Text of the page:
Bufford Pusser is the Sheriff of a Tennessee County who must go against a former friend, and a group of women who use an old blue law to segregate a recently freed prostitute. To fight them... See full summary »
Insurance investigator Maindrian Pace and his team lead double-lives as unstoppable car thieves. When a South American drug lord pays Pace to steal 48 cars for him, all but one, a 1973 Ford... See full summary »
This is the story of Buford Pusser's final days, not only of his life but also as Sheriff. It seems that times are changing and the people of Pusser's town, who once adored him are now ... See full summary »
Buford Pusser's a wrestler, whose wife wants him to settle down, so they go to his home town in Tennessee, where he plans to get into business with his father. But he is shocked to discover all sorts of graft and corruption going on. And when he is a victim of it and decides to strike back by running against the corrupt sheriff. And he wins and wages his own little war against them. Written by
The elected officials of McNairy County, Tennessee, the setting of the movie, were so embarrassed by the national attention brought to the corrupt county that they refused to allow the movie to be shot there. It was consequently shot in neighboring Chester County. The short-sighted officials didn't realize the amount of money it would bring into McNairy County, one of the poorest counties in Tennessee. However, when the remake, Walking Tall (2004) was announced, the county aggressively "courted" the filmmakers, trying to get the movie made in McNairy County. It was to no avail, as the remake was shot in Vancouver, BC. See more »
The shadow of the boom mic moving on the wall behind Buford in Judge Clarke's chambers when they are discussing the assault on Obra. See more »
"Walking Tall" is certainly one of the most ass kicking movies ever made. It's a fictionalization of the true story of Tennessee sheriff Buford Pusser, played here with conviction and intensity by Joe Don Baker. Buford has retired from life as a wrestler, hoping to settle down to a quiet life in his hometown, but he finds out that everything has gotten crooked, with local bigwigs running the show. Soon enraged at a system that does little to nothing to help the common man, he wages a personal war on corruption, using any method necessary. The movie does its job as far as manipulating its audience. It doesn't take long for viewers to get their blood lust up, and loudly cheer on our swaggering hero as he gives the assorted sleazy cretins their just desserts. And it doesn't hold back in the violence department, either; even if the blood is typically bright red movie blood that looks more like paint than anything, there's a lot of it that flows before the movie is over. And we can also definitely take interest in a story of a regular Joe who fumes at the injustices of the world, and refuses to live in a place where the big shots can have their way at any time. When Pusser puts a pompous, ineffective judge (Douglas Fowley) in his place, or humiliates a rat by having them crawl on all fours, it's not hard to pump one's fist in the air and yell, "YEAH!" All of the bad people are one dimensional, sleazy, selfish jerks; even though they may disagree with one another on methods used, they all look out for number one and enjoy their hold on the community. Provided one can take the brutality, and doesn't mind having their buttons pushed so obviously, "Walking Tall" is gripping. A superb cast really helps in the selling of the material, with Elizabeth Hartman as the troubled but loyal wife, Gene Evans as the ineffectual sheriff, Bruce Glover and Felton Perry as deputies, real-life siblings Leif Garrett and Dawn Lyn as the Pusser children, Noah Beery Jr. and Lurene Tuttle as Buford's folks, Rosemary Murphy as trouble making Callie Hacker, and assorted other character players such as Arch Johnson, Don Keefer, Sam Laws, Kenneth Tobey, Pepper Martin, Red West, Logan Ramsey, Richard X. Slattery, Sidney Clute, and John Myhers. Now, granted, all of what happens is plenty predictable, but it's hard to deny how this could become a crowd pleasing entertainment on a non-think level. And Buford's story didn't end here, with two sequels, a TV movie, a short lived series, and a loose remake & subsequent sequels to follow, just going to show how enduring the concept of a strong, principled man fighting for what's right can be. Seven out of 10.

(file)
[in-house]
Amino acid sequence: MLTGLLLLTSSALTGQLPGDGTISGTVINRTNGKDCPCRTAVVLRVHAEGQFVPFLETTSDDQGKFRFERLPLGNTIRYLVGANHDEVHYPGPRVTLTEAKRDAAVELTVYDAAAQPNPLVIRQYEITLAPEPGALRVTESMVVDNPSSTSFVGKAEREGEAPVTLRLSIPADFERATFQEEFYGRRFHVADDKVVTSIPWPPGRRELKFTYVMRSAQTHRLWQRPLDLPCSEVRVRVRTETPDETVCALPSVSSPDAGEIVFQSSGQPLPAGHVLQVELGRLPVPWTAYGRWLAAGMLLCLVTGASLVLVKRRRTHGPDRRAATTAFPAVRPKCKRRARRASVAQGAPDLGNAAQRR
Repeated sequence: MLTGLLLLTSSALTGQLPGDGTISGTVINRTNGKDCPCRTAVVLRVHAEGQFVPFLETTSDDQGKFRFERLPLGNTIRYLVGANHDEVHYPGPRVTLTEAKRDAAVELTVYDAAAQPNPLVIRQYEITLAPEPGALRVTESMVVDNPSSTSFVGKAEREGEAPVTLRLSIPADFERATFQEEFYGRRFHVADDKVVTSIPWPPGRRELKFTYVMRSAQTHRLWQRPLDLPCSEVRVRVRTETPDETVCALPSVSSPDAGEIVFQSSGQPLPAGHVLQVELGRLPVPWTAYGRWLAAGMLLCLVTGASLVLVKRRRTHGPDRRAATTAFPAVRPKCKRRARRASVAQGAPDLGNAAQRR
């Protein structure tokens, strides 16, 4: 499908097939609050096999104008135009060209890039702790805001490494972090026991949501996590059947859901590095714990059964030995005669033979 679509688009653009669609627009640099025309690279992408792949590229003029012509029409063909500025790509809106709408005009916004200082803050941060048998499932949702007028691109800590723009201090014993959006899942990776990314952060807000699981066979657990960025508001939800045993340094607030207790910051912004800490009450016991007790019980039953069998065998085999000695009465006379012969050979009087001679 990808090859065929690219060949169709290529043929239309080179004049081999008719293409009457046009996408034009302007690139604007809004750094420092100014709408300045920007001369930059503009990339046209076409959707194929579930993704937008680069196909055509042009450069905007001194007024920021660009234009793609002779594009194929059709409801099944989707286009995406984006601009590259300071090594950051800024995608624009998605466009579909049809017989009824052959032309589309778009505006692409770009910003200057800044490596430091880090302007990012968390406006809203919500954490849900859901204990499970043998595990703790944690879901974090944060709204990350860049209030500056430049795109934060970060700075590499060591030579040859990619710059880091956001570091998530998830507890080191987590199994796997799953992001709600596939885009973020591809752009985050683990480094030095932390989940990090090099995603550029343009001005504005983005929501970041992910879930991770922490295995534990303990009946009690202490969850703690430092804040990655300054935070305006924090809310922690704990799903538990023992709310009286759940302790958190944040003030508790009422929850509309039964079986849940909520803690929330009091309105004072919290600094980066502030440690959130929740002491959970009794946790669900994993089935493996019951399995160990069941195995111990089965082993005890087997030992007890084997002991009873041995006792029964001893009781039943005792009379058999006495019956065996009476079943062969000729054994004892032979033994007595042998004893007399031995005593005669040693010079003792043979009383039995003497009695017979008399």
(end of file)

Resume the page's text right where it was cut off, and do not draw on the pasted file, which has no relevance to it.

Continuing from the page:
3 of 4 people found this review helpful.
Was this review helpful to you?